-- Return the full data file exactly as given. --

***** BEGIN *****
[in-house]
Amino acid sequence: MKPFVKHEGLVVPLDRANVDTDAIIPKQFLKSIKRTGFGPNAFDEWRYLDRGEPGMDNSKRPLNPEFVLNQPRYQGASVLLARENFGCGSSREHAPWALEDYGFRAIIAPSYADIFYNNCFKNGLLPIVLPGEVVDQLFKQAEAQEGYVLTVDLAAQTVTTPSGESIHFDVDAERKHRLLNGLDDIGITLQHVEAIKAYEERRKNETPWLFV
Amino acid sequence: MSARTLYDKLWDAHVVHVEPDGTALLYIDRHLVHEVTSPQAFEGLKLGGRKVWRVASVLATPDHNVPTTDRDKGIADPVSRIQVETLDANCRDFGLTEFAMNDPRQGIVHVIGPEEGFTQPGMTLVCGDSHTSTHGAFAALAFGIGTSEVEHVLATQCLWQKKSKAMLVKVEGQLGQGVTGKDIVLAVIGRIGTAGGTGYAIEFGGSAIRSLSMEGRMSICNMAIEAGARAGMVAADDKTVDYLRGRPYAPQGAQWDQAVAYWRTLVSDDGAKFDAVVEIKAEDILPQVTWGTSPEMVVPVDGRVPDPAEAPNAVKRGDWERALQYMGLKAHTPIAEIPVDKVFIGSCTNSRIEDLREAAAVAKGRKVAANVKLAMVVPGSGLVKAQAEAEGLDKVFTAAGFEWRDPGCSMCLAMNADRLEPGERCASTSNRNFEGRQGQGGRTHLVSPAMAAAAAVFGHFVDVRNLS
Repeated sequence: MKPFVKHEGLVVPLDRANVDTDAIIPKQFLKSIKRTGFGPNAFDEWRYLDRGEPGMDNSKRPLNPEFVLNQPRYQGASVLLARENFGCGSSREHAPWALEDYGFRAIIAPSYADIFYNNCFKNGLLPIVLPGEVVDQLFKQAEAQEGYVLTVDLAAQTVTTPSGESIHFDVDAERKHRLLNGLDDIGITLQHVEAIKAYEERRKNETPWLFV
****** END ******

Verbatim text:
[in-house]
Amino acid sequence: MKPFVKHEGLVVPLDRANVDTDAIIPKQFLKSIKRTGFGPNAFDEWRYLDRGEPGMDNSKRPLNPEFVLNQPRYQGASVLLARENFGCGSSREHAPWALEDYGFRAIIAPSYADIFYNNCFKNGLLPIVLPGEVVDQLFKQAEAQEGYVLTVDLAAQTVTTPSGESIHFDVDAERKHRLLNGLDDIGITLQHVEAIKAYEERRKNETPWLFV
Amino acid sequence: MSARTLYDKLWDAHVVHVEPDGTALLYIDRHLVHEVTSPQAFEGLKLGGRKVWRVASVLATPDHNVPTTDRDKGIADPVSRIQVETLDANCRDFGLTEFAMNDPRQGIVHVIGPEEGFTQPGMTLVCGDSHTSTHGAFAALAFGIGTSEVEHVLATQCLWQKKSKAMLVKVEGQLGQGVTGKDIVLAVIGRIGTAGGTGYAIEFGGSAIRSLSMEGRMSICNMAIEAGARAGMVAADDKTVDYLRGRPYAPQGAQWDQAVAYWRTLVSDDGAKFDAVVEIKAEDILPQVTWGTSPEMVVPVDGRVPDPAEAPNAVKRGDWERALQYMGLKAHTPIAEIPVDKVFIGSCTNSRIEDLREAAAVAKGRKVAANVKLAMVVPGSGLVKAQAEAEGLDKVFTAAGFEWRDPGCSMCLAMNADRLEPGERCASTSNRNFEGRQGQGGRTHLVSPAMAAAAAVFGHFVDVRNLS
Repeated sequence: MKPFVKHEGLVVPLDRANVDTDAIIPKQFLKSIKRTGFGPNAFDEWRYLDRGEPGMDNSKRPLNPEFVLNQPRYQGASVLLARENFGCGSSREHAPWALEDYGFRAIIAPSYADIFYNNCFKNGLLPIVLPGEVVDQLFKQAEAQEGYVLTVDLAAQTVTTPSGESIHFDVDAERKHRLLNGLDDIGITLQHVEAIKAYEERRKNETPWLFV